Here are my top 7 tips to help you organize a small house – how to organize and create a cozy and beautiful home without drowning in clutter
We live in an older suburb in Minnesota – the vast majority of homes were built post-WWII, what many people would consider to be “starter homes”. Lots of cape cods and ramblers.
I think that’s why people are so surprised when they hear that our home has 5 bedrooms and 2 bathrooms. But then I quickly follow that with, “But it’s packed into about 1500 square feet.”
I’m not great at math, but this means that our rooms and closets are all pretty small. I mean, don’t even get me started on the debacle that I refer to as “Queen Mattress-Gate” that we faced on a 90+ degree summer moving day. Narrow corners and small hallways are NOT fun.
Anyway, the point I’m making is that I know all too well what it feels like to try and stay organized in a small home. Here are my top tips:
How to Stay Organized in a Small House
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1 – Less is More
The problem for many people – whether you live in a huge house or tiny apartment – isn’t the lack of space. It’s the amount of stuff in that space.
Make a habit of regularly decluttering, purging, and evaluating what you really need. It’s a whole lot easier to stay organized when you have fewer items to organize in the first place.
Minimize your meal prep and recipe rotation (and therefore your pantry essentials) and your beauty routine. Do you really need 6 types of rice in your panty or 14 types of hair products in your bathroom? Probably not.
Make room for space in your home – It’s virtually impossible to stay organized when every cupboard, drawer, and closet it stuffed full. Create some breathing room in your storage spaces – maybe even consider keeping an empty drawer.
So go purge, purge, and then purge a little bit more. Really think about what’s important in your life. The KonMari Method (though it does have its faults) is incredibly helpful when you’re purging. Take the time to really evaluate every item in your home. If it doesn’t bring you joy, find it a new home.
I know that this kind of ruthless purging can seem wasteful. I do my best to donate or recycle items. Just because you don’t have use for an item, doesn’t mean that someone else will not.
2 – Maximize your closet space
With a little bit of DIY effort, I have really been able to maximize our closet space. By building in an extra shelf and cubbies in our small entry closet, I was able to fit the same amount of stuff in the closet, but in a much more efficient manner.
Now, we can actually find things when we need them, and I don’t dread opening our entry closet door.
Even if you’re not the woodworking type, there are plenty of affordable closet organizing systems that you can purchase and install. I am normally not one to encourage spending money on fancy organizing systems or bins – but when it comes to closets, I think the investment is well worth it.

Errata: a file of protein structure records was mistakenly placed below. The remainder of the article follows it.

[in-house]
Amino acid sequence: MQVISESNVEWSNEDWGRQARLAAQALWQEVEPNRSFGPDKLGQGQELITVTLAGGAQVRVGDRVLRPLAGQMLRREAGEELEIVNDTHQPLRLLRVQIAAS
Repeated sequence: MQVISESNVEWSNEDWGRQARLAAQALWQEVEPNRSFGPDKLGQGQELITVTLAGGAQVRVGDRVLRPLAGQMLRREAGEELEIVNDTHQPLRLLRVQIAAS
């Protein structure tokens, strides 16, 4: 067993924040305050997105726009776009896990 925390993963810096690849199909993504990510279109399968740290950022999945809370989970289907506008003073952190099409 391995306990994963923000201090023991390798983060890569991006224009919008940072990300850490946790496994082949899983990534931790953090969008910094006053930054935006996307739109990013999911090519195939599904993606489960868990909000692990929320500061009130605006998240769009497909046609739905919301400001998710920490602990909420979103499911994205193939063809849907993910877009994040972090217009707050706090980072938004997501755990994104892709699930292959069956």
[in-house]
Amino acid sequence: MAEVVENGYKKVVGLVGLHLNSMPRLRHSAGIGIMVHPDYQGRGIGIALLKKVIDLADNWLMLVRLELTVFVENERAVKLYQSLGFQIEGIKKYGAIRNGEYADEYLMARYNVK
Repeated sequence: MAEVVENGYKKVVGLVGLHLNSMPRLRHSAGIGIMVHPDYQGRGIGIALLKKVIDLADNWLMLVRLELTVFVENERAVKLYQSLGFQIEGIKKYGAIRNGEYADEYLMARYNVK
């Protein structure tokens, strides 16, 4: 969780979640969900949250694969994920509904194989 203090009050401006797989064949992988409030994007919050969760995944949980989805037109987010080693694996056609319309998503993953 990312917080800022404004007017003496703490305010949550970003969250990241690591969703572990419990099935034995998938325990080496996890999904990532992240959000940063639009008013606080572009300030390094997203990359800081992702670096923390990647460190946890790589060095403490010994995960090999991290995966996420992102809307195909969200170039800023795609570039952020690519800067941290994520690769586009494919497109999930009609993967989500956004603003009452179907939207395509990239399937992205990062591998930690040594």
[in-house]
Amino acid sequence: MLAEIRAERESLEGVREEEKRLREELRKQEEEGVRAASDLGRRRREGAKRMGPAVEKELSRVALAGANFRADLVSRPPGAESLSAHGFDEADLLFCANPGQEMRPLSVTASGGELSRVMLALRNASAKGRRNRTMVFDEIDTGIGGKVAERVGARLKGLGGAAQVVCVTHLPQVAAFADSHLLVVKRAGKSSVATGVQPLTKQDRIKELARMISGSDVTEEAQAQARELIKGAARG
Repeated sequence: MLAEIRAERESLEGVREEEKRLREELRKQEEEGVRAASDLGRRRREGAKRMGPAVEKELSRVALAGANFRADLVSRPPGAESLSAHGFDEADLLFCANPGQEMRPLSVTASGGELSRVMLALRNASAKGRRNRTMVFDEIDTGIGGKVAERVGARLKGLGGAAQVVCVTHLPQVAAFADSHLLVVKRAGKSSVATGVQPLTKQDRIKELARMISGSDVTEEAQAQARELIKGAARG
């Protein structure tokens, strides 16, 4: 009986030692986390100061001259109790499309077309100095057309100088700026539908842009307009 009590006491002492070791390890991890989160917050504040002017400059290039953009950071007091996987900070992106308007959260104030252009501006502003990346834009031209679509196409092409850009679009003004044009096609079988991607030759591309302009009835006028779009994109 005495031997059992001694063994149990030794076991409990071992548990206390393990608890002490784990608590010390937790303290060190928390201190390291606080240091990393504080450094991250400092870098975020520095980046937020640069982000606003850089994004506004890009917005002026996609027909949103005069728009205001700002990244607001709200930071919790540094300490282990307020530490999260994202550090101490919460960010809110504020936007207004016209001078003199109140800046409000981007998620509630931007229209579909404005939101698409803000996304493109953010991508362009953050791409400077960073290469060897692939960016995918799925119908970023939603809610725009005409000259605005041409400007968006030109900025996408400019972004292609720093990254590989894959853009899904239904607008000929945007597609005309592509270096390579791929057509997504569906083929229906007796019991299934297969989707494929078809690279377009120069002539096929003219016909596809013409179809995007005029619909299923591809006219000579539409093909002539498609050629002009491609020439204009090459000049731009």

3 – Organize vertically
When square footage is at a premium, you need to make the most of vertical organizing space.
Even think creatively in your closets. In our last house, I found it more efficient to use a dresser in place of some hanging space.
The four stacking drawers allowed me to pack way more clothes into that closet than I would have been able to do my just hanging items.
4 – Make the most out of your furniture pieces
Make your furniture work smarter. Our living room is a prime example – where both our coffee table and ottoman serve as storage space for games and books for the kids.
I’ve also made the most out of dressers and pantry cabinets to supplement our lack of kitchen cupboard and closet space.
I get a TON stored in this craft room dresser:
And this pantry cabinet in our dining room has been a TOTAL life saver:
5 – Keep flat surfaces clear
Do your best to keep flat surfaces clear – floors, the coffee table, kitchen counters, etc. This is for a couple of reasons:
(1) Flat surfaces take a fraction of the time to clean than cluttered ones do. Dusting, vacuuming, and mopping are a whole lot easier (and quicker) when you’re not working around a bunch of stuff.
(2) Small spaces feel larger. There is nothing that makes a room feel small more than cluttered tables, counters, and floors.
Hallways are an area that we really struggle with. It seems like things are always piling on the stairs and the upstairs stairway ledge. But boy does the whole house feel different when they are clear!
6 – Get rid of paper clutter
There is nothing worse than trying to manage mail and school paperwork that comes in on a daily basis – when you live in a small home. In our house, paperwork tends to gather in the kitchen and dining room. Then all that paper piles up, drinks spill, and cleaning the counters and kitchen table is virtually impossible.
Read this blog post to see how I have digitized and reduced our paper clutter.
7 – Limit what comes into your home in the first place
Back to point 1. It’s easier to organize when you have less stuff. Yes, purging and de-cluttering is important. BUT – you can limit the purging that needs to be done by being selective about what comes into your home in the first place.
I’ve recently taken a whole new approach when it comes to toys for the kids. We focus more on gifting experiences than toys, and I encourage the kids to donate old toys before their birthday and Christmas.
I’ve also limited my “impulse buys”. Before I buy something, I ask myself if I really need it and where I will store it. If I don’t have a clear answer on those two questions, I don’t make the purchase.
Other Sources for Organizing Inspiration:
Lately, my goal hasn’t been just to have an organized home, but to have a beautifully organized home. Follow along on my pinterest board for more organizing inspiration that is both functional and beautiful.